Hadya Shahrani is a young female entrepreneur in Badakhshan province. She has created jobs for 250 women householders so that they can make money and support their families. © UNDP Afghanistan / Qamaruddin Yousefi / 2019


“Making money with the work of our hands is difficult, but, we women have made it possible. We produce handmade jackets, curtains, pillow covers, traditional clothes, and furniture covers,” says Hadya.

Hadya Shahrani, a trained midwife from Badakshan province, is one of the many women who have benefitted from the activities of the LITACA Project. Since 2014, she has been managing a large number of local women who produce handicrafts and process dried fruits.

LITACA (Livelihood Improvement In Tajik-Afghan Cross-border Areas) is a Japanese-funded UNDP project which creates jobs and livelihoods for people in bordering communities of Afghanistan and Tajikistan.  It helps lift people out of poverty, by giving them the skills and access to run businesses themselves.

The project, now in its second phase, ‘LITACA II’, is implemented by the Ministry of Rural Rehabilitation and Development (MRRD) in Afghanistan. The project aims to improve infrastructure and public services, open up employment opportunities, and promote cross-border trade.

Hadya started her business four years ago with AFN 20,000 (around USD 270). At first, she found it hard to make a profit, but she didn’t give up. “I was disappointed with the results at the beginning, but I forced myself to continue,” she says. “Now my monthly income has gone from zero to around AFN 200,000 [USD 2.5K].”

This is a piece of handmade covered furniture; this type of product is new for Afghanistan and has recently found its way to the market and proved popular with customers. © UNDP Afghanistan / Ahmad Ali Fakhri / 2019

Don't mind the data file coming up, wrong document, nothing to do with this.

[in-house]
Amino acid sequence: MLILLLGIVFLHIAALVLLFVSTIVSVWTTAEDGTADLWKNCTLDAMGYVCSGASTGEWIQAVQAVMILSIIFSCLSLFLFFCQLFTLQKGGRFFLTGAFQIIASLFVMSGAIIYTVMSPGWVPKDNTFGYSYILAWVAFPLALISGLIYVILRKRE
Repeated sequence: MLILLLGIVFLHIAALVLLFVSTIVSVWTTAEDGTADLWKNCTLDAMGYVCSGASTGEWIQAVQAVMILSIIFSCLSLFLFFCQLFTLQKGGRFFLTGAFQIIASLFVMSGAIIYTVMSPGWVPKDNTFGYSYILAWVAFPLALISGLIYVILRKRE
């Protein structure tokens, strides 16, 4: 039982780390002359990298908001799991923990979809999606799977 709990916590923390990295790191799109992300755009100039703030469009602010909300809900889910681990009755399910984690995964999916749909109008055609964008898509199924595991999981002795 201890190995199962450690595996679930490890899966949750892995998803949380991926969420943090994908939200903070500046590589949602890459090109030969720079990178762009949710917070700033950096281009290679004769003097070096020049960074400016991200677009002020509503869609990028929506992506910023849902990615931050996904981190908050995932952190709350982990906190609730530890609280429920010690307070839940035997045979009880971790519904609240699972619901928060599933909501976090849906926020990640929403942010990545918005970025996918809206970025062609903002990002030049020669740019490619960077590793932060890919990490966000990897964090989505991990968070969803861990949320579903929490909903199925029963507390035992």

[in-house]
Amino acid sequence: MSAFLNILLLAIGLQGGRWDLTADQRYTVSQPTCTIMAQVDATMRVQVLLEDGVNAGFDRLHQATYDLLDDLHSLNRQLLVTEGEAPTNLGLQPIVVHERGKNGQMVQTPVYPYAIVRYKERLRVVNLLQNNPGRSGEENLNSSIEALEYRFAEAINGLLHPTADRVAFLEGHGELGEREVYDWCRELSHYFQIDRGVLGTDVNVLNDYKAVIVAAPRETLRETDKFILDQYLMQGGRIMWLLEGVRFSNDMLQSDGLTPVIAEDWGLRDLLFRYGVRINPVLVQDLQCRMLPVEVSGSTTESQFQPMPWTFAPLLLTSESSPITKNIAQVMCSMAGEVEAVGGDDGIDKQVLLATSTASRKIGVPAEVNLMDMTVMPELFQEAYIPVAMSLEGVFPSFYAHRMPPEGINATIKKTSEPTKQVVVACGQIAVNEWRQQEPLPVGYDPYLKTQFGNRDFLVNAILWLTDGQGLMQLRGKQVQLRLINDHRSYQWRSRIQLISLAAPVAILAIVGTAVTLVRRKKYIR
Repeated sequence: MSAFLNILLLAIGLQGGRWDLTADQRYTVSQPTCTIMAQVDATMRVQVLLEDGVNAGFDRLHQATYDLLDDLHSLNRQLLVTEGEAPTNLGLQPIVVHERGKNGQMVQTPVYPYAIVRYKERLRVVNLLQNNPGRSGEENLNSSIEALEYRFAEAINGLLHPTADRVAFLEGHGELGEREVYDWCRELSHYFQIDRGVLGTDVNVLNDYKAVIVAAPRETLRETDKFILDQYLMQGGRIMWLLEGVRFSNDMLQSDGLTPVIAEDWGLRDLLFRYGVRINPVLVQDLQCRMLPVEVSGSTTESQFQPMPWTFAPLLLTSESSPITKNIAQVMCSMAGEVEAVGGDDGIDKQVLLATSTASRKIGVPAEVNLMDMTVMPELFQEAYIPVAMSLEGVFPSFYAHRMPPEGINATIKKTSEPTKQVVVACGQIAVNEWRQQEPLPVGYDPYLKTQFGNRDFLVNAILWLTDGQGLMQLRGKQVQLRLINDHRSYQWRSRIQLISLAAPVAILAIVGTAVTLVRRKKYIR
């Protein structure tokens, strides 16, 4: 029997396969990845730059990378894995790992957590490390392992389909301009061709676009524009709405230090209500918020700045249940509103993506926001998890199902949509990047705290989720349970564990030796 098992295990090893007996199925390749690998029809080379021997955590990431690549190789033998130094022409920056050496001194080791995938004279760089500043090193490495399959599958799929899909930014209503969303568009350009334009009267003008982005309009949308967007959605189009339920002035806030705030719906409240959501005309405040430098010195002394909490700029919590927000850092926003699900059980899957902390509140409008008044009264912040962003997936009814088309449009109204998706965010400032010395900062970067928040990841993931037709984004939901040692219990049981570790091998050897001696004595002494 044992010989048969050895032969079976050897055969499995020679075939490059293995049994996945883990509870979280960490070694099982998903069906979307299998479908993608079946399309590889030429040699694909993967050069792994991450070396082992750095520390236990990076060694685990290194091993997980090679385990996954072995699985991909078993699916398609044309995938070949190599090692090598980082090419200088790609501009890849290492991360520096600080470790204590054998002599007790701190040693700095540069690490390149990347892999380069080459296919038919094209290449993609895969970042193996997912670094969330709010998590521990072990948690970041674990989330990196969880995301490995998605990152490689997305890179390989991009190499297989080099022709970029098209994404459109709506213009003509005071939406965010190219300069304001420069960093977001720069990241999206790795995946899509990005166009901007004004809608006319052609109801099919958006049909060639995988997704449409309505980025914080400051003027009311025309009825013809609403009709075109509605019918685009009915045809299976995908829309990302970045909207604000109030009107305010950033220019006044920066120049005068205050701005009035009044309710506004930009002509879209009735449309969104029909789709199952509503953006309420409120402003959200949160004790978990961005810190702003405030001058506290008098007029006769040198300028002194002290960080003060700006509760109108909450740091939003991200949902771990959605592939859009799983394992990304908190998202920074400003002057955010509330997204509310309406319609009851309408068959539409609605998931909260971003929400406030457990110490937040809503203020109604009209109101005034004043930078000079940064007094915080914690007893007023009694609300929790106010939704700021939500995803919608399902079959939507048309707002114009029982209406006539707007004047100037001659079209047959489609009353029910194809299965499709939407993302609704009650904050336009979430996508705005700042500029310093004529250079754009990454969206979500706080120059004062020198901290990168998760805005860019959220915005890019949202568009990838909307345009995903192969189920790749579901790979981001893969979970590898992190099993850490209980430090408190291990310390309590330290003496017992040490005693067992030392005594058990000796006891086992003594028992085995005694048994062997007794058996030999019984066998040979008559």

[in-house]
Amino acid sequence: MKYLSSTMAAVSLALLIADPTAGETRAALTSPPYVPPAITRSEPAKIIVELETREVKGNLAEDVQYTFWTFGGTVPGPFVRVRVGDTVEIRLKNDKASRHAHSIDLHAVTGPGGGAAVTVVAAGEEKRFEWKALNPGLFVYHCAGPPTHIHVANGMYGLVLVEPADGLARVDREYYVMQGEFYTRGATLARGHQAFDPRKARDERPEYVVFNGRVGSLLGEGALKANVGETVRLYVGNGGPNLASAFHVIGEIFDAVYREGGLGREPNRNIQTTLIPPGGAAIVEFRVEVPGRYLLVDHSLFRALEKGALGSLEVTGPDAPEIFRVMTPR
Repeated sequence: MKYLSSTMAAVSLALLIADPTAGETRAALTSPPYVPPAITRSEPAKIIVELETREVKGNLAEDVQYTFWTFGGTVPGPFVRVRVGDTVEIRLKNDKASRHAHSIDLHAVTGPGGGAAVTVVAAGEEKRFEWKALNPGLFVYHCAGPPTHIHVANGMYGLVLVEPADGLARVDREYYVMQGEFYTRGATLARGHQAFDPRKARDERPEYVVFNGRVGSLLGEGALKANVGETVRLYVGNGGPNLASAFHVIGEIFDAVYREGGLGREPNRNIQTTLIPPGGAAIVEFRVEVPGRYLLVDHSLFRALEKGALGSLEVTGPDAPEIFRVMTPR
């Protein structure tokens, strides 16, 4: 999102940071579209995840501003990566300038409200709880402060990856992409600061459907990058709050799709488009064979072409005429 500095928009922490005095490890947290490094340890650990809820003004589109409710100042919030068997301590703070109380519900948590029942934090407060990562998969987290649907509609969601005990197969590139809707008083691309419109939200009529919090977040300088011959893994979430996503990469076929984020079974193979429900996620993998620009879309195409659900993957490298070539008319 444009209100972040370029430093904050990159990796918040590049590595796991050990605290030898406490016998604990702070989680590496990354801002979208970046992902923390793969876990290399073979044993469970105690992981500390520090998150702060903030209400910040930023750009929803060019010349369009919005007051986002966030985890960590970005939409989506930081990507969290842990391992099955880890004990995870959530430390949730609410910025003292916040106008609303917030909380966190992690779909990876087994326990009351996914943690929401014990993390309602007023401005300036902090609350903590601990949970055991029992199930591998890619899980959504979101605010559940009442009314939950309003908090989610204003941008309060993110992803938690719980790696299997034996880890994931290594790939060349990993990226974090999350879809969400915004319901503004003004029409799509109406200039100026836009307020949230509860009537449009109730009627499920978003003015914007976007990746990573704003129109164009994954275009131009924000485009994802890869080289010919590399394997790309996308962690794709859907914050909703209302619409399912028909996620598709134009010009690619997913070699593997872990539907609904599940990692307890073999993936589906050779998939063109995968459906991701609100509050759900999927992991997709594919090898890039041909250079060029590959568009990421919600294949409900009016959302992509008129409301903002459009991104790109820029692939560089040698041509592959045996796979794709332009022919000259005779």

In Afghanistan, the number of male entrepreneurs far outweighs the number of female entrepreneurs. Hadya is therefore a rarity, and has created jobs for around 250 women.  Most of Hadya’s employees are householder widows, who work from their homes. Hadya collects their products and sells them in specific shops in Faizabad city, the center of Badakhshan.

“These women earn up to 10,000 Afghanis [around USD 130] per month,” says Hadya, “which is a big boost to their incomes.”

Hadya explains how the LITACA project helped her to start and grow her business.

“LITACA organized an exhibition in Tajikistan and introduced our products there,” she says. “I have also been trained by LITACA in business and marketing management, which has helped a lot.”

Online marketing is a relative novelty in most parts of Afghanistan, but Hadya with her team run social media campaigns to attract customers. She has even attracted interest from high ranking government officials.

“My recent project was making covers for the governor’s house furniture,” she says. “Covering furniture with locally weaved cloth is a prestigious choice for people.”

As Hadya’s business grows, she will provide more work for people in her area, particularly those, such as women and people with disabilities, who are traditionally excluded from the workplace. If LITACA continues to produce successes like these, it can be scaled up and applied in other parts of Afghanistan, increasing incomes and economic resilience.

As a trained midwife, Hadya is used to bringing new life into the world. Surprisingly, she now finds that she has brought life into her community through thriving businesses.

Handicrafts are highly valued in Afghanistan; Hadya and her team are making a variety of products for the local markets. © UNDP Afghanistan / Ahmad Ali Fakhri / 2019
Hadya and her team are making a variety of products for the local markets. © UNDP Afghanistan / LITACA / 2018
Handicrafts are highly valued in Afghanistan; Hadya and her team are making a variety of products for the local markets. © UNDP Afghanistan / Ahmad Ali Fakhri / 2019
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